A few weeks back I wrote a Summer Movie Preview in which I tried to pin down the studio films that looked the most promising this summer. That piece was met with mixed approval – some thought I should have included more big name blockbusters. It was indeed a mistake to leave out the new “Godzilla”, which finally gives Bryan Cranston a long overdue leading role in movies and looks like it could erase the bitter aftertaste of that god awful 1998 films starring Matthew Broderick. What were they thinking? Also “X-Men: Days Of Future Past” could either kick ass or put out a real stink bomb. Given that director Bryan Singer is back and he made the best X-Men film to date (X2) I have high hopes for this new one. Otherwise, I do stand by everything else that I selected. I have seen “The Amazing Spider-Man 2” and it is in fact not very good. Also does anyone actually expect anything good to come from “Transformers: Age of Extinction”, “Teenage Mutant Ninja Turtles, “The Expendables 3” and “Hercules”? I doubt it.
I’ve written a follow up to that first article but this time focusing on independent and foreign fare coming out in these dog days summer. I have seen a big chunk of these, whether at film festivals or advanced press screenings, while other promising fare I have yet to catch up with.
One of the few films with a central female character …full poster after the jump.
Thanks to reader Bryce for point us to the news that Josh Brolin has let slip a few interesting tidbits from Anderson’s new film. The Film Stage got the story from Cigs & Red Vines, which got the story from The Independent. Here are a few choice quotes:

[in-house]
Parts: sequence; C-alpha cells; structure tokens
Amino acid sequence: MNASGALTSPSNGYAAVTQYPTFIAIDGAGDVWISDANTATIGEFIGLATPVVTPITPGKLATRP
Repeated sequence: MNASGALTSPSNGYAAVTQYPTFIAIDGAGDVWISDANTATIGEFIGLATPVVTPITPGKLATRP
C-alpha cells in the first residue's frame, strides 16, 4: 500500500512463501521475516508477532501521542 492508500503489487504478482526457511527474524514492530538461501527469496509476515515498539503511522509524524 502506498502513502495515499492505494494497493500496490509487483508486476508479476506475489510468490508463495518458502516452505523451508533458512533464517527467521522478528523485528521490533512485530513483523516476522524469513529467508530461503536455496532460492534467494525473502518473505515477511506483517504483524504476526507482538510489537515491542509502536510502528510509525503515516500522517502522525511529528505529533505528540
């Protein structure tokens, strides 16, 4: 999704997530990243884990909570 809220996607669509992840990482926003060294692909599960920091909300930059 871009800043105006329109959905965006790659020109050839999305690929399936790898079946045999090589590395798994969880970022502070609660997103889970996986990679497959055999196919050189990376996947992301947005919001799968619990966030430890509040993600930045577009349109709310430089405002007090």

“I just did a movie for P T Anderson that I didn’t understand. The writing of Thomas Pynchon is so Shakespearean. It was crazy, chaotic but really, really gratifying.” He added, “We took it I think in a direction that the book doesn’t necessarily go, hoping it will work.” A hint at what direction that may be comes from a Cigs’ source, who notes that Jonny Greenwood, having completed the score, reveals that it’s “more romantic” than his last two collaborations with Anderson, There Will Be Blood and The Master.
That’s not all Brolin revealed regarding the production, as he goes on to tell Yahoo, “More than any woman I’ve ever worked with, I absolutely fell in love with Joaquin Phoenix. [He’s] the most wonderful human being and actor.” Diving into an example, he says, “Joaquin and I would do these scenes together and Paul would say, ‘This time do it with the table upside down, and you guys get under the table and I’m going to put a blanket over you, and I want you to whisper your lines. And now this time, no lines and no dialogue at all, and I want you to just dance your dialogue. Whatever that next line is, I want you to create a movement that’s going to be what that line of dialogue was going to be if you spoke it.’ It was just craziness, you know, but really fun. After that, we’d go back to the scene and it would be fed by all those other things that you can create something magical. But you have to do some pretty weird things.”